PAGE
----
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The Art of Herbal Hand + Foot Baths

When I first started really learning about herbs, I kept hearing a couple of my herbal teachers speak of an herbalist, Maurice Mességué, who was famous for using herbal hand and foot baths to address his clients’ concerns. I found the method intriguing because at the time, I hadn't heard much about using foot baths therapeutically, so I picked up a couple of Maurice's books. His autobiography is one of the most entertaining books I have ever read, and it really gave me an interest in using herbs this way. I immediately started experimenting with herbal hand and foot baths myself and they have since become one of my absolute favorite ways to use herbs. Today I’m sharing my go-to herbal foot bath recipe for when I’m feeling a bit yucky – a headache coming on, a touch of queasiness, or that overtired and overwhelmed feeling that sometimes hits at the end of a long day.

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my go-to base recipe is equal parts:

  • organic Calendula flowers
  • organic Lavender buds
  • organic Rose petals
  • organic Nettles
  • organic Chamomile flowers
  • organic Rosemary leaves

This blend is relaxing, refreshing, skin nourishing, and looks absolutely beautiful in the foot bath. Depending on what else I'm dealing with, I'll also add some mix-ins.

Mix-in options:

  • organic Lavender hydrosol
  • organic Feverfew leaf + flower (headache)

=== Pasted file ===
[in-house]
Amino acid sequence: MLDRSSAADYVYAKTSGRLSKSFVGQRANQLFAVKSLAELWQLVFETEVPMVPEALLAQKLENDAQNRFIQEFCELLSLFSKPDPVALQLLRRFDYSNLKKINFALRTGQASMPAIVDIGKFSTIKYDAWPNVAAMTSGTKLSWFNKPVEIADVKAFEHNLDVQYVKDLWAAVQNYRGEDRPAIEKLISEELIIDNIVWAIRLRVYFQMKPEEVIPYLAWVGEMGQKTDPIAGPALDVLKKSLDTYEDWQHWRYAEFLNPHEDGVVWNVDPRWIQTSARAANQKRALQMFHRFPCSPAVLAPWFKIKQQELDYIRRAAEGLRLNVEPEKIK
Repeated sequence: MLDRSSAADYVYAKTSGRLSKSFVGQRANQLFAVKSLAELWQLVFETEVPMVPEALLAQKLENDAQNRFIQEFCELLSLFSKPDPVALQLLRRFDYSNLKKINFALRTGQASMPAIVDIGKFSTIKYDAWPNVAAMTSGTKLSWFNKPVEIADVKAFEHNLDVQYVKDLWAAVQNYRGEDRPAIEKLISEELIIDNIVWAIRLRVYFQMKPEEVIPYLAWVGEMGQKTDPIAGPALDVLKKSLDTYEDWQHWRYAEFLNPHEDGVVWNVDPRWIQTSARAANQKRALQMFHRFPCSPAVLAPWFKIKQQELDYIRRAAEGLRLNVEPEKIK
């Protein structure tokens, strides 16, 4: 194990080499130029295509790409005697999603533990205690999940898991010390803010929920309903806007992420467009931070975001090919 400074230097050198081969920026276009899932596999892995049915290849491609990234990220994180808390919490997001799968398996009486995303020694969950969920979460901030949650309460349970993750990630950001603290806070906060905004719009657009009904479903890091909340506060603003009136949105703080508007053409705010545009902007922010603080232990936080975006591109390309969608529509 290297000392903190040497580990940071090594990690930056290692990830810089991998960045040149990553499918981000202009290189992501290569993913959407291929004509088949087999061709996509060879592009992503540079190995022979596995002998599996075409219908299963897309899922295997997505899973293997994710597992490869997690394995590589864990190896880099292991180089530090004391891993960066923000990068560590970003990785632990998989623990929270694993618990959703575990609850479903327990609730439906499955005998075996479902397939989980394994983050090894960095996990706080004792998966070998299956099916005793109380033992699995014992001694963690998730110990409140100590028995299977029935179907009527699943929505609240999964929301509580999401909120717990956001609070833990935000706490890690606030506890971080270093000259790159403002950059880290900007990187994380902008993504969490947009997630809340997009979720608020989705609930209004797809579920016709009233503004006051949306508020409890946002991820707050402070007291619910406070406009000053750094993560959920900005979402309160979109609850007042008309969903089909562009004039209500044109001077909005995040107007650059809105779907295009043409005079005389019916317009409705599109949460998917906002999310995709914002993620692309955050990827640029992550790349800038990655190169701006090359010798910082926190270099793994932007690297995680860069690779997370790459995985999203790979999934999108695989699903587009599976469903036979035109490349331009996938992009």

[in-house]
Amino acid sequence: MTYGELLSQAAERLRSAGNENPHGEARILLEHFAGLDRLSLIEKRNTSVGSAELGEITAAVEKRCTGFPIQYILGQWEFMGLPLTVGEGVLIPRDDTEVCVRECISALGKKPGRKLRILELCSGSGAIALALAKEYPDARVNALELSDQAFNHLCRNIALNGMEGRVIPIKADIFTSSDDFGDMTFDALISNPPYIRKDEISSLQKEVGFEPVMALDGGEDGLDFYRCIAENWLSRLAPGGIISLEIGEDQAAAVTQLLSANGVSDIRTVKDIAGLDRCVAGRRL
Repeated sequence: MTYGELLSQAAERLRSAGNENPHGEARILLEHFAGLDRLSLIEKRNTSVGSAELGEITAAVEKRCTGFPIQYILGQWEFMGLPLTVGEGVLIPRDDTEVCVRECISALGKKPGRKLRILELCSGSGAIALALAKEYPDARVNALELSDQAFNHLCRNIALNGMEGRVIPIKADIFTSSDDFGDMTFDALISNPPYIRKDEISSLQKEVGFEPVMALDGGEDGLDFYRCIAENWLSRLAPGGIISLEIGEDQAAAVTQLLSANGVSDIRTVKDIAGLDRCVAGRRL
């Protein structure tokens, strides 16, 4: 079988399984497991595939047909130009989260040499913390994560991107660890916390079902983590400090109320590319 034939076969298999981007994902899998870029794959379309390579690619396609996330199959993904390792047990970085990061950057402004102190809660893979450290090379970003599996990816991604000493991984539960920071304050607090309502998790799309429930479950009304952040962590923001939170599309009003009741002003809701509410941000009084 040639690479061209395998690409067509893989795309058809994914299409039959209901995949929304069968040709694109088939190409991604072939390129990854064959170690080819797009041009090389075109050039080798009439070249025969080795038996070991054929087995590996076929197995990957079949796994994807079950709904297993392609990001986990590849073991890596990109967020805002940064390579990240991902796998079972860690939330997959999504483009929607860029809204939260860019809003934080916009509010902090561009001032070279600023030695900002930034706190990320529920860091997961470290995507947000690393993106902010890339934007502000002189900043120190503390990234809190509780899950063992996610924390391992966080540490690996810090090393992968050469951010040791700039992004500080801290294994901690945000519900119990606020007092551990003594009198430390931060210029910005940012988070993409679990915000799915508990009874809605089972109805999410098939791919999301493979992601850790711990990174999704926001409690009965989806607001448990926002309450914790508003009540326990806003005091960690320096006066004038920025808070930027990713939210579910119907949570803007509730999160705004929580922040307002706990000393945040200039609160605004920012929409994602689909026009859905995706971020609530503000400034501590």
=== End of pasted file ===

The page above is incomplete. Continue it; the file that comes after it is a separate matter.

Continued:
• organic Skullcap leaf + flower (headache)
  • organic Passionflower leaf + flower (tension)
  • organic Yarrow leaf + flower (feeling sick)
  • organic Peppermint leaf (feeling nauseated)
  • organic Honeysuckle (dealing with an infection)
  • organic Eucalyptus leaves (dealing with an infection)
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preparation

I start by putting the kettle on the stove so the water can get to a boil while I'm blending together the herbs I want to use. Use a large bowl so that the herb blend fills it only about 1/3 to halfway so the dried herbs have plenty of room to expand once they're rehydrated.

Pour freshly boiled water into the heat-safe bowl until all of the plant material is covered, then cover the bowl with a plate to seal in the steam and let it steep this way for 10-15 minutes.

Pour the entire mixture into your foot bath basin (or whatever vessel you're using - hand bath bowl or bathtub, etc.), then add in any hydrosols or other ingredients you plan to use.

Fill the remainder of the basin with enough hot water to cover your ankles once you've submerged your feet (or your wrists, if you're bathing your hands).

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your foot bath

Place a towel on the floor before you set your basin down, just in case of spills and drips, then relax in a comfy chair. Soak your feet (or hands) in the foot bath for at least 8-10 minutes. I like to keep a small towel nearby so I can easily dry my feet when I’m through soaking them. (Tea stains, so use a dark colored towel or something that you won’t mind being stained by the infusion.)

Follow up the bath with an application of foot cream and a pair of cozy socks.

Have you ever experimented with herbal foot baths?

They’ve really become one of our favorite ways to enjoy herbs.

Much love,
Erin

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